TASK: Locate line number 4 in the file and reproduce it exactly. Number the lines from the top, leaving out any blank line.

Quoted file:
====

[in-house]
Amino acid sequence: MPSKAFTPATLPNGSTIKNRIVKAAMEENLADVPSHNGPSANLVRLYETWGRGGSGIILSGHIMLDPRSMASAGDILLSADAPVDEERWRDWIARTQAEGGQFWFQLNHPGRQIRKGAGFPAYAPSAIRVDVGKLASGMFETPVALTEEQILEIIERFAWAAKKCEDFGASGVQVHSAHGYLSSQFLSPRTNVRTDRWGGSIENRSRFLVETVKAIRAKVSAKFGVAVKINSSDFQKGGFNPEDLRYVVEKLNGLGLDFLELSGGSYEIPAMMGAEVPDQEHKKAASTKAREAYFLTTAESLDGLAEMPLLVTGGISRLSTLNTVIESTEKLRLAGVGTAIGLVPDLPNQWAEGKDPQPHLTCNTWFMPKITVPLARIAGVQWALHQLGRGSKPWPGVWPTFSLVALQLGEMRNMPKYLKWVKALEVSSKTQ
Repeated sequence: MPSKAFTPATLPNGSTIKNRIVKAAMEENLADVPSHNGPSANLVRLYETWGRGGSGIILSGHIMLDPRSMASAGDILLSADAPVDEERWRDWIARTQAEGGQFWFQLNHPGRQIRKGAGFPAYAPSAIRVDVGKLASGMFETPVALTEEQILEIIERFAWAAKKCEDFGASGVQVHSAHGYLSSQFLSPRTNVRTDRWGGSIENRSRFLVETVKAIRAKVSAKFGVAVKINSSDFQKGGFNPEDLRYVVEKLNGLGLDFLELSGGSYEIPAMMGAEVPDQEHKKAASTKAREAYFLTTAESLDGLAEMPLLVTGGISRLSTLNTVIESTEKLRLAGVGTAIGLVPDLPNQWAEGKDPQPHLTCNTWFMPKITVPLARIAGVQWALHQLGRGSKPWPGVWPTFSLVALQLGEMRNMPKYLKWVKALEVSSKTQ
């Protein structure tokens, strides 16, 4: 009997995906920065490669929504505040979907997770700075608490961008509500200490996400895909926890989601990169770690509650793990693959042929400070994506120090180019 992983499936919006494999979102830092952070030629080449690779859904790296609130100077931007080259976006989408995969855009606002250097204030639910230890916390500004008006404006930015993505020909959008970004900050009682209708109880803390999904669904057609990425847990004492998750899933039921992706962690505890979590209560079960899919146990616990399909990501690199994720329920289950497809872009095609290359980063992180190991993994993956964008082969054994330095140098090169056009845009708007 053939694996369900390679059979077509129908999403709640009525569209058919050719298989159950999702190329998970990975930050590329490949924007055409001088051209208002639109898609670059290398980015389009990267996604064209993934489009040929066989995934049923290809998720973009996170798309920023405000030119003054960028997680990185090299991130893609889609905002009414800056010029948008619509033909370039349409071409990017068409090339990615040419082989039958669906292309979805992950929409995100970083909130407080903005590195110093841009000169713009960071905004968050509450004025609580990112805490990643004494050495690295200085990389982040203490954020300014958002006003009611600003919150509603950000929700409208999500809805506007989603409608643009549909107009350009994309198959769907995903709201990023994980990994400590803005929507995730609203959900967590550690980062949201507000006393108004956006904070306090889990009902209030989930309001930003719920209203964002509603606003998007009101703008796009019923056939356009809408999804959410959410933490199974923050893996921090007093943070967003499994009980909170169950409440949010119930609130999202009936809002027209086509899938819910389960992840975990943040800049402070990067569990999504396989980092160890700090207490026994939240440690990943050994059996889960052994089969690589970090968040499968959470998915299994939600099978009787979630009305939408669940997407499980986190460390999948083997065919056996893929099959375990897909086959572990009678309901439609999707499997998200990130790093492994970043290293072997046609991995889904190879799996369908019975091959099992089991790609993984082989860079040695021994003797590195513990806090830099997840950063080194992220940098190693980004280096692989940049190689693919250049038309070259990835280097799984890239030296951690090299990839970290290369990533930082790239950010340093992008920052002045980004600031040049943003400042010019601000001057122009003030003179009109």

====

């Protein structure tokens, strides 16, 4: 009997995906920065490669929504505040979907997770700075608490961008509500200490996400895909926890989601990169770690509650793990693959042929400070994506120090180019 992983499936919006494999979102830092952070030629080449690779859904790296609130100077931007080259976006989408995969855009606002250097204030639910230890916390500004008006404006930015993505020909959008970004900050009682209708109880803390999904669904057609990425847990004492998750899933039921992706962690505890979590209560079960899919146990616990399909990501690199994720329920289950497809872009095609290359980063992180190991993994993956964008082969054994330095140098090169056009845009708007 053939694996369900390679059979077509129908999403709640009525569209058919050719298989159950999702190329998970990975930050590329490949924007055409001088051209208002639109898609670059290398980015389009990267996604064209993934489009040929066989995934049923290809998720973009996170798309920023405000030119003054960028997680990185090299991130893609889609905002009414800056010029948008619509033909370039349409071409990017068409090339990615040419082989039958669906292309979805992950929409995100970083909130407080903005590195110093841009000169713009960071905004968050509450004025609580990112805490990643004494050495690295200085990389982040203490954020300014958002006003009611600003919150509603950000929700409208999500809805506007989603409608643009549909107009350009994309198959769907995903709201990023994980990994400590803005929507995730609203959900967590550690980062949201507000006393108004956006904070306090889990009902209030989930309001930003719920209203964002509603606003998007009101703008796009019923056939356009809408999804959410959410933490199974923050893996921090007093943070967003499994009980909170169950409440949010119930609130999202009936809002027209086509899938819910389960992840975990943040800049402070990067569990999504396989980092160890700090207490026994939240440690990943050994059996889960052994089969690589970090968040499968959470998915299994939600099978009787979630009305939408669940997407499980986190460390999948083997065919056996893929099959375990897909086959572990009678309901439609999707499997998200990130790093492994970043290293072997046609991995889904190879799996369908019975091959099992089991790609993984082989860079040695021994003797590195513990806090830099997840950063080194992220940098190693980004280096692989940049190689693919250049038309070259990835280097799984890239030296951690090299990839970290290369990533930082790239950010340093992008920052002045980004600031040049943003400042010019601000001057122009003030003179009109």